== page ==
When it comes to piano, age has no influence as to whether or not someone can enjoy learning to play. Many who are interested in learning the piano in later life or perhaps when approaching retirement may ask the question whether or not it is possible to learn the piano if they did not play when they were younger and in our opinion (and almost any piano teacher’s opinion), the answer is almost always a resounding YES, you can always learn the piano, regardless of your age!
If you are looking to get started with the piano as either an adult or later in life, this guide will help you get started as well as offer some advice on finding the right avenue for you.
Why Anyone Can Learn Piano
Unlike sports or other pursuits in life that perhaps require physical strength where most people peak in their 20s, piano has no ‘peak age’ and with the exception of those who are perhaps physically unable to play for various reasons (although there are those out there who can play blind or even with their feet!), almost anyone has the potential to be able to learn piano and music theory, regardless of previous experience or ability.
Not only is playing the piano a great way to relax, but it has also been proven to dramatically improve various aspects of later life, for example memory and hand mobility. Many people have the impression that because they perhaps didn’t learn piano when they were a child that it is impossible to pick up as an adult, however there are a plethora of books, materials and guides all suited to the adult or later learner. We have even included a few in our guide to the best beginner piano books here.
In fact, for those who are learning the piano as perhaps part of retirement, or approaching retirement, this is a fantastic time to learn because you’ll soon have more time to invest in your learning. This being said, those who are still juggling work, family and other commitments can still find the time to learn the piano, it may just take a little more priority balancing, which we have also written a guide for here.
Benefits Of Learning The Piano
As mentioned, there are a plethora of reasons why piano is a fantastic pursuit for later life. We have covered the best methods to learn in our guide to learning piano as an adult to help find the right learning style for you, however there are a number of background benefits that many people are not necessarily aware of that piano can bring.
1) A Deeper Connection To Music
If you used to play when you were younger or you have always enjoyed music but never understood it, learning the piano can be a fantastic way to help analyse and enjoy your favourite compositions on a new level. When you begin your learning journey, you will quickly begin to understand the nuance and detailed finesse of piano music, even simplified versions of iconic songs (learn more about this in our beginners guide to learning classical music).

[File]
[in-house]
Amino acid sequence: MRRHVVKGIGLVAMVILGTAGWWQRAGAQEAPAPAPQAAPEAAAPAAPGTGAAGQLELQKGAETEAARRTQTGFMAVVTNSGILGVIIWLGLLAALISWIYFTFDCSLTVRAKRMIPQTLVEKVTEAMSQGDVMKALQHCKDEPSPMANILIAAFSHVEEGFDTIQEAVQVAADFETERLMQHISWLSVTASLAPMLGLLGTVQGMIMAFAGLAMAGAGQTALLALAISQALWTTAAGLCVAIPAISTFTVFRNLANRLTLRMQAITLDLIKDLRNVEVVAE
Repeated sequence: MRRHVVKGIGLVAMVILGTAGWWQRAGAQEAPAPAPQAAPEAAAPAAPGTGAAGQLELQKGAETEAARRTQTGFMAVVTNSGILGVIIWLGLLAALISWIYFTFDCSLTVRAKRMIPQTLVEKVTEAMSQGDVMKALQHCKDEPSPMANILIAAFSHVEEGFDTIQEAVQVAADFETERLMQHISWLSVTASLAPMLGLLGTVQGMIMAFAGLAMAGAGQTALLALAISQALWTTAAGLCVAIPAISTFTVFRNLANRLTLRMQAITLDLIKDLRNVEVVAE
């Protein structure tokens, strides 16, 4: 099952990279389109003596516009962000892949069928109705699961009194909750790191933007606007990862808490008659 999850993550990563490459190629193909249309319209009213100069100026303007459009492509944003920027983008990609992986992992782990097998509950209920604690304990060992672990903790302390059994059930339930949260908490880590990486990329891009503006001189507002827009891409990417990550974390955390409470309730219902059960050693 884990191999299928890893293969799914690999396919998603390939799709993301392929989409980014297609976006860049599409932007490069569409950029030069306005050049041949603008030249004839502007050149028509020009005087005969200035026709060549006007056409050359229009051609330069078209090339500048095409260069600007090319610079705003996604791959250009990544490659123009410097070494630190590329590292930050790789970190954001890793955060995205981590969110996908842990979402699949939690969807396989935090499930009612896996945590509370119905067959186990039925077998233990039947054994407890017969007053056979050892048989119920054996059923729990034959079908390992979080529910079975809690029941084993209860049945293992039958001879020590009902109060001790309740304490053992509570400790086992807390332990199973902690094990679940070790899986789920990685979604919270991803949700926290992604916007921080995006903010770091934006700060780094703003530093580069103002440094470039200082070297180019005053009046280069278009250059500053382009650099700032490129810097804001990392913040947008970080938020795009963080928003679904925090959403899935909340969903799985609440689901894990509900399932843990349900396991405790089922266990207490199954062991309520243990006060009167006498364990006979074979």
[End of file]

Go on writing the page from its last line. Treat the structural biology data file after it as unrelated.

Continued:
2) Fine Motor Skills
This is particularly prevalent for those concerned or looking to keep the likes of arthritis at bay. Because piano activates fine motor skills and muscles in your fingers, hands, forearms and even shoulders, learning the piano helps keep the muscles in the hands flexible. Having this flexibility in your hands can combat arthritis and improve circulation in your fingers.
For those who are still looking to learn and do already suffer with arthritis, don’t worry or let that stop you, as even with just a few adaptations, we believe that even those with little to no mobility in their fingers can still learn piano.
3) Pursuit Of Passion!
The advantage of wanting to learn piano as an adult over a child is for the most part, many children feel forced into learning piano and without proper care or passionate teaching, it is easier for them to stop learning.
For adults however, because we have more value in how we spend our time, learning the piano is a leisure activity with a clear purpose, meaning that you will likely find yourself more committed to learning and with that comes a deeper level of satisfaction. For those learning with a teacher, this is especially beneficial as if you know roughly what you want to learn, this gives the teacher a clear focus on how to spend your time behind the piano.
4) Memory Improvement
There are many studies that demonstrate how piano improves learning capacity within children, however the same is true for adults. Playing the piano activates both sides of the brain and helps the two work in harmony with each other and this too extends into those learning the piano for the first time in later life.
How To Get Started Learning Piano
There are a plethora of ways to learn the piano, from books to apps to learning with a teacher and it is up to you how you would like to learn. If you are unsure, we have included many options for learning the piano in this guide, however the most important step is to realise that learning the piano is a pursuit that takes time and it is the small steps that soon add up to massive achievements.